For any other specimen types for molecular testing, specimens may be stored at 2-8°C following collection and shipped to PHOL on ice packs, but should be frozen (at -80°C if possible) and shipped on dry ice if delivery to PHOL will take more than 72 hours.

Special Instructions

Instructions for using SST tubes are found in the document titled: LAB-SD-008, Blood Collection Using Serum Separator Tubes.

Test Frequency and Turnaround Time (TAT)

Serology TAT is one month.

Molecular testing TAT is up to 5 days for PHOL results; 10 days for NML results. TAT may be longer if supplementary testing/ gene sequencing is required.

STAT testing is not available.

Reporting

Results are reported to the ordering physician or health care provider as indicated on the requisition.

Although Zika virus is not reportable in Ontario, positive results from patients with encephalitis are reported to the Medical Officer of Health as per Health Protection and Promotion Act.

Test Methods

Testing methods for Zika virus include molecular testing and serology.

Molecular testing using RT-PCR assay is offered at the Public Health Ontario Laboratory (PHOL) since March 14, 2016 for specimens meeting testing criteria for Zika virus PCR.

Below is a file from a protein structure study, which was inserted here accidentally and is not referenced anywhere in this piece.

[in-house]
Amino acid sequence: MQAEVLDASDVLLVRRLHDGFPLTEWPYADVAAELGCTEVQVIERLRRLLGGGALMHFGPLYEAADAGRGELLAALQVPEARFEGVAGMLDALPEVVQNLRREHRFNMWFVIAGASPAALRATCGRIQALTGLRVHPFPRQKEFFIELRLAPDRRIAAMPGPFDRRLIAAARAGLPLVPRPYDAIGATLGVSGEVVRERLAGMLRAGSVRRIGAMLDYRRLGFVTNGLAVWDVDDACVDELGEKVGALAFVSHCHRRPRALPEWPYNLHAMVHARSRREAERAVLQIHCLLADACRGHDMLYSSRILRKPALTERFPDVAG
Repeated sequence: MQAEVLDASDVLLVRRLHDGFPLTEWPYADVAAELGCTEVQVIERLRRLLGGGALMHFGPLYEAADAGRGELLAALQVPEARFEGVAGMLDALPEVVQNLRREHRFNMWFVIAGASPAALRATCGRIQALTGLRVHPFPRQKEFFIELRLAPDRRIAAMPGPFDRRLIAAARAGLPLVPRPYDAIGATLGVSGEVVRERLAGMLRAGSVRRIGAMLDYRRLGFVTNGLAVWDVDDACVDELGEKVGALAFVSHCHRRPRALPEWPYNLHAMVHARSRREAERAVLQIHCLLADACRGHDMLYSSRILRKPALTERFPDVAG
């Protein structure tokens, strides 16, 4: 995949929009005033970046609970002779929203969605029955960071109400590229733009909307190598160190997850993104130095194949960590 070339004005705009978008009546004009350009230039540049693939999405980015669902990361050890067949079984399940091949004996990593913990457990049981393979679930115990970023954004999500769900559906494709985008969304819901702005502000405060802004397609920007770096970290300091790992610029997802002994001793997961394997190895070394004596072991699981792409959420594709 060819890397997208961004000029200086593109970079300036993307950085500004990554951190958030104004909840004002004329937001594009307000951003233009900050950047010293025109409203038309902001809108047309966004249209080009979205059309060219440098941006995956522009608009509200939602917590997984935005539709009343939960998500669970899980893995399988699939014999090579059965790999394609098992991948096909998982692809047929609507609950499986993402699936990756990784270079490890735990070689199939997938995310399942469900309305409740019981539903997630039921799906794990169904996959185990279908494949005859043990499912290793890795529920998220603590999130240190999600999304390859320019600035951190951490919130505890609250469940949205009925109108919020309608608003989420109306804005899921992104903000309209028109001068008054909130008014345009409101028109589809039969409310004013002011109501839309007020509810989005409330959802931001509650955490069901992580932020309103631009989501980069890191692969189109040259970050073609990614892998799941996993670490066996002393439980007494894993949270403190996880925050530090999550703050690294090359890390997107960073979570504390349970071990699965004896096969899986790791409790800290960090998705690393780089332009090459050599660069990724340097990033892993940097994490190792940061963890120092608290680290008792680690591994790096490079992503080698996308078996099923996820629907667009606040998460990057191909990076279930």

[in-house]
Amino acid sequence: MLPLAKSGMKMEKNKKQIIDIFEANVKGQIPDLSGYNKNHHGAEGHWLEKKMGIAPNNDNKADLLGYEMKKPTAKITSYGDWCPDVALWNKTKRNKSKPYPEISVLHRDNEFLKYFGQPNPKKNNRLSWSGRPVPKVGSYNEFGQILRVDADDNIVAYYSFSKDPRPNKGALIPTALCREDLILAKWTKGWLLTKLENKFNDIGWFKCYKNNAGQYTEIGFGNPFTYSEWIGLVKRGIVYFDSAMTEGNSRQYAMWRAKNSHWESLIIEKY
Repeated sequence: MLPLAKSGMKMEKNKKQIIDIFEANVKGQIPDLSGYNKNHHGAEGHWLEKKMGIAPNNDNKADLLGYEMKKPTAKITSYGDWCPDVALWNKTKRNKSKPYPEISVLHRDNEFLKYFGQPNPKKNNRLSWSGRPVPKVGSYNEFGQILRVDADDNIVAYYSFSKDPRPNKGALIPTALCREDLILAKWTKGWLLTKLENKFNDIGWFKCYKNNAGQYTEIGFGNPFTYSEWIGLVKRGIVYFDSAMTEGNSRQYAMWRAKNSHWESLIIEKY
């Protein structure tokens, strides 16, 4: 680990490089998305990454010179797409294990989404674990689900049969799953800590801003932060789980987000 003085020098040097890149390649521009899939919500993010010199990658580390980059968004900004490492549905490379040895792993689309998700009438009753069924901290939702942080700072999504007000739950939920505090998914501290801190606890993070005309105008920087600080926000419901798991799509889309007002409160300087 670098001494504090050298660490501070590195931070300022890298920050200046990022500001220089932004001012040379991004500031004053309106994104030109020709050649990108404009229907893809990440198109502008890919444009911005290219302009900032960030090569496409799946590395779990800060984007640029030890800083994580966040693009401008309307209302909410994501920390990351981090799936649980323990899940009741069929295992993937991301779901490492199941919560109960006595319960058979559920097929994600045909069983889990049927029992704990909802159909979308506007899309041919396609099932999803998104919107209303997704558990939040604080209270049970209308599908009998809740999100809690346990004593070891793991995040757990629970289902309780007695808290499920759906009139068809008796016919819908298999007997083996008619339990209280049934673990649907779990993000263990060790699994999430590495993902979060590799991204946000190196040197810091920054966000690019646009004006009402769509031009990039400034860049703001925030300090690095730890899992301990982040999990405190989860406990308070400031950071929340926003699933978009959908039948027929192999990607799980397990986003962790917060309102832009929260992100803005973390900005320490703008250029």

Serology testing is performed at the National Microbiology Laboratory (NML) in Winnipeg using an in-house IgM ELISA assay developed by US CDC. Specimens meeting testing criteria for Zika virus serology are shipped from PHO Laboratory to the NML for testing. Zika IgM positive specimens will be confirmed by Zika virus plaque reduction neutralization test (PRNT).

Molecular and serology tests for dengue and Chikungunya are available and will be conducted as described in the algorithm below. Other potentially clinically relevant tests will also be conducted if specifically requested on the PHOL General Test Requisition.

Algorithm

See Testing Guidance Table 

Specimens submitted for Zika virus testing will undergo the following investigations, where indicated:

Zika virus real-time PCR at PHO Laboratory, with some PCR tests repeated at NML. PCR testing will only be performed on serum and urine specimens if collected from symptomatic patients or asymptomatic pregnant women within the period specified above.

Zika virus serology (IgM ELISA) will be performed by NML on specimens collected from symptomatic patients between 2-12 weeks post onset. In addition serology will be performed on Zika virus PCR-positive specimens from patients who are pregnant, neonates, and those with atypical clinical presentations. Samples collected from pregnant woman >12 weeks post onset or exposure will be tested by Zika PRNT regardless of their Zika IgM ELISA result.